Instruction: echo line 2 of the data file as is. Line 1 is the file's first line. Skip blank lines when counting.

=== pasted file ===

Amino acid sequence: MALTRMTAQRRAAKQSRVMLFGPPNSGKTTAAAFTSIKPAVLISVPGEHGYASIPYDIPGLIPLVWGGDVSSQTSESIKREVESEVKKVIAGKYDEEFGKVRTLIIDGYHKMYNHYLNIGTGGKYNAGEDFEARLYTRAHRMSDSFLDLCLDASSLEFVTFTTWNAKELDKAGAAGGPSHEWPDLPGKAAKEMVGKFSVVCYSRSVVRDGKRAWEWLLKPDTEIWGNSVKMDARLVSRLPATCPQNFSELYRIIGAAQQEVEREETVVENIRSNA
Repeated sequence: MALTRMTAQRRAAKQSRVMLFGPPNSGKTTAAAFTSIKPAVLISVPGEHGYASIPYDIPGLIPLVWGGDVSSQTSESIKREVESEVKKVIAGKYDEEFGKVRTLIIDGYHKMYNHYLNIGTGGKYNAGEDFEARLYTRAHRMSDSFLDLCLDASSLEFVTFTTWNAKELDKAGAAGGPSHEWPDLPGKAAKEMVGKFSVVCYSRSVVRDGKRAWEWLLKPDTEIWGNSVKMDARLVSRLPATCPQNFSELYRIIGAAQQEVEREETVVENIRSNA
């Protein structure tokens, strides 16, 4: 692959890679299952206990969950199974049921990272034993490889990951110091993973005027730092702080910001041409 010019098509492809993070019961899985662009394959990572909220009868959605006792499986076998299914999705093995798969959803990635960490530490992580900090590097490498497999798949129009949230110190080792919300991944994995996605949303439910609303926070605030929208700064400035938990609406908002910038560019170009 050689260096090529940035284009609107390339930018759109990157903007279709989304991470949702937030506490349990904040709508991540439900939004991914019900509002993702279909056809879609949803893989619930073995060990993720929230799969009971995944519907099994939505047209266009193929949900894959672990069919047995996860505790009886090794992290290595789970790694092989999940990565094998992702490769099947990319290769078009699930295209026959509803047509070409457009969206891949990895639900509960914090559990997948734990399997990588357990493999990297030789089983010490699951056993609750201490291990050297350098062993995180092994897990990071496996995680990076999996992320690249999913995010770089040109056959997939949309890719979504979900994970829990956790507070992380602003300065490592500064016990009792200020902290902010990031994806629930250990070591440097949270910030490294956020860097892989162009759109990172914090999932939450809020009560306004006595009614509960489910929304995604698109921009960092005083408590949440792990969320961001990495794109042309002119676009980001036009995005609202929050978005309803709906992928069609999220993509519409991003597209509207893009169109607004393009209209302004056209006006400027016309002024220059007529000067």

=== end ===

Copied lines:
Repeated sequence: MALTRMTAQRRAAKQSRVMLFGPPNSGKTTAAAFTSIKPAVLISVPGEHGYASIPYDIPGLIPLVWGGDVSSQTSESIKREVESEVKKVIAGKYDEEFGKVRTLIIDGYHKMYNHYLNIGTGGKYNAGEDFEARLYTRAHRMSDSFLDLCLDASSLEFVTFTTWNAKELDKAGAAGGPSHEWPDLPGKAAKEMVGKFSVVCYSRSVVRDGKRAWEWLLKPDTEIWGNSVKMDARLVSRLPATCPQNFSELYRIIGAAQQEVEREETVVENIRSNA